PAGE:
‘Machher Jhol’, Boroline and a singing beauty
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Monkeycaps. Bhinter (a.k.a. what non-Bengalis call winter). Boroline. Fish. Singing. No, these are not a few of my favourite things. These are just a list of all that you will find in the music videos of the very Bengali Sawan Dutta. Dutta who is a composer, singer, lyricist and producer, has created a social media storm with her song, Machher Jhol. Which means Fish Stew, for the uninitiated. And which is like a dose of Revital for all Bengalis, and only a close second to sandesh.
Dutta, other than for singing about all things Bengali in her two-and-a-half-minute YouTube videos, also seems to embody all things Bengali. She wears saris with sleeveless blouses (a particularly Bengali habit, women really don’t like sleeves on their blouses or at best magia sleeves—look it up), has kohled eyes and a big bindi and, most importantly, plays many musical instruments and sings like a dream. Dutta’s voice will remind you of Usha Uthup’s husky voice. And like most good Bengalis, she’s over-educated. Dutta is from the School of Planning and Architecture and decided to sing instead of pursuing architecture. Which seems to be a very good idea for us listeners.
I heard about Dutta last week when her “song blog video” called Machher Jhol appeared on my Facebook wall. The video is not only about the Bengali love for fish stew, but also shares a really authentic recipe for it. Which is what impressed me more than the fact that she’d actually made a song and dance about machher jhol, like any true blue Bong should.
Here’s a look at some of the lyrics.
Today our goal
Is to make machher jhol
Good for my tummy
And good for my soul
With turmeric and salt first marinate the fish
What is our goal?
To make machher jhol
If you have amasha (which means loose motions, a terminal disease for Bengalis)
Or ombol (indigestion, another terminal problem with Bengalis)
Machher jhol, machher jhol....
She even mentions the absolute worst thing that can happen while cooking machher jhol. Burnt potatoes. Only a proper cook will know that a burnt potato can ruin the best stew. So full points to her for that.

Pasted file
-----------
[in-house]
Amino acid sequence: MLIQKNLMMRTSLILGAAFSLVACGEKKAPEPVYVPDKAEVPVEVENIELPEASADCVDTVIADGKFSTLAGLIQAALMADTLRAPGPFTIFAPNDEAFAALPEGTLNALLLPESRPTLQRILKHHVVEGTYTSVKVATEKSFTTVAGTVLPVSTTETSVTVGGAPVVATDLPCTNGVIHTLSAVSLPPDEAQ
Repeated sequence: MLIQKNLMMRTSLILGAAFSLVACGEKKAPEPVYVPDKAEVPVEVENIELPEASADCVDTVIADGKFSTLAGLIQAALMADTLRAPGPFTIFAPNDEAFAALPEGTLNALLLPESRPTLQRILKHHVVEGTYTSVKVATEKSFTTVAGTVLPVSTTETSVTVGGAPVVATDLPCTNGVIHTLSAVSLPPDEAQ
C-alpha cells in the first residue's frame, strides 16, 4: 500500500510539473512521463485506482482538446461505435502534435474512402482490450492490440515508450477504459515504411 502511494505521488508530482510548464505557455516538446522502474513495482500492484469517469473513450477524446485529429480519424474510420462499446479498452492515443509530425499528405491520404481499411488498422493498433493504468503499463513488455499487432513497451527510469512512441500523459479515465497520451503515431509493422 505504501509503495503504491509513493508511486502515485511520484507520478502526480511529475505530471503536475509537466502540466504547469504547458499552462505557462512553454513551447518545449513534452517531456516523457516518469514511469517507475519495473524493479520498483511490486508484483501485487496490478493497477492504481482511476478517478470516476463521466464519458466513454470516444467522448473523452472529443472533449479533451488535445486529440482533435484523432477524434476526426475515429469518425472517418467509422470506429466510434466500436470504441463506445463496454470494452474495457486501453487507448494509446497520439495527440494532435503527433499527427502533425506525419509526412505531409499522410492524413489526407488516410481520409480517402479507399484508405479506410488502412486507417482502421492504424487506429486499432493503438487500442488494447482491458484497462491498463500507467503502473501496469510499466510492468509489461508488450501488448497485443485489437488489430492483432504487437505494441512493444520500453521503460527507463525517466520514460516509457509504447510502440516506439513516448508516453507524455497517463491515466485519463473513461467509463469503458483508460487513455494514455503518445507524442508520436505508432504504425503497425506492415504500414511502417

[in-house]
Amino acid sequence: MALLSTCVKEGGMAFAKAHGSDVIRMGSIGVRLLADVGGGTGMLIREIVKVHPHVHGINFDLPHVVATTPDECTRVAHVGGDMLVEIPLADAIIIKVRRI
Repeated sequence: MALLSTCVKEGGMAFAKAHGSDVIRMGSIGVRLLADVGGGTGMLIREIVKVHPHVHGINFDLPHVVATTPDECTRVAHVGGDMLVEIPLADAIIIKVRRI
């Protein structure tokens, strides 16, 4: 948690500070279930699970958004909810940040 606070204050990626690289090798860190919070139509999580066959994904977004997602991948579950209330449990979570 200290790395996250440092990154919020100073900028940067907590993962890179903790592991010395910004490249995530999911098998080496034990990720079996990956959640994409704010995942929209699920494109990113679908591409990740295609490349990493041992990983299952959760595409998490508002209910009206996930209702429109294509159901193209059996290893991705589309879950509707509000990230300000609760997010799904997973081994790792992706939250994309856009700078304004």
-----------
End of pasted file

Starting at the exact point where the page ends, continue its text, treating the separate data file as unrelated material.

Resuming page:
What I realised while watching the Machher Jhol video was that this was number 8 in her Song Blog Video. She has a string of other videos, including one about her seven years in Mumbai or how she misses the Delhi winters. When she sings about stuff related to Bengal and Bengalis, she dresses the part with sari et al. But when she sings about Bombay or Delhi, she’s dressed in jeans and non-Bong attire. Versatility as we know is key. Also, while her songs are steeped in fact and excellent observations, there’s a solid dose of humour in all of them.
Why Dutta should appeal to even non-Bengalis is because not only does she make fun of us Bengalis, she also imitates our lovely and very unique accent to perfection. Where we can’t say B or V or W, and instead say ‘bhinter’ is coming for winter is coming. It’s self-deprecation at its best.
But Machher Jhol as I found out is but one of her odes to Bengal and all things Bengalis hold dear. There’s also Ode To Boroline.
Is your skin feeling dry?
Does your complexion make you cry?
Then you must definitely try
Is good for my skin
Boroline is the cream
For my kith and my kin...
If you have got boil on your bum
Choose correct treatment
Do not be dumb
The balm for my skin
I always have extra
in my biscoot tin....
And to the season which most Bengalis hate. Which she sings of, dressed in Bengal’s winter costume—the monkey cap.
Winter is Coming
Have you got the woollen socks?
Vitamin in tiffin box?
Lagavulin on the rocks?
The temperature is falling
I feel so cold...
My monkeycap is calling
Am I growing old?
I want to go walking
With glove and with stocking
But weather is shocking
How I will go....
There’s much to be entertained by in her videos. From the accent to the poking fun of Bengalis to Dutta’s fabulous voice and very sultry looks. I also think it underlines the fact that Bengalis love making fun of themselves. We know our kinks and obsession with indigestion, fish, Boroline, phuchkas, Punjabi men and women, scotch, using tiffin boxes to keep our money and our medicines and jewellery. The list of our objects of affection is long and not very flattering. And maybe because Dutta is Bengali herself, she gets the nuances correct. Even her Bengali accent, which it’s obvious she’s putting on, is spot on. Unlike say Jackie Shroff’s accent in Devdas or Amitabh Bachchan’s in Piku.
Dutta’s videos do remind me slightly of Pammi Aunty’s videos, but her narration in song is the clincher. It’s not parody or slapstick, which is what makes it more enjoyable. But then of course, she’s Bengali. So it’s only expected that she’d be one up on the Punjabis.
Watch the videos, you may even learn to cook fish properly. You can watch the video here .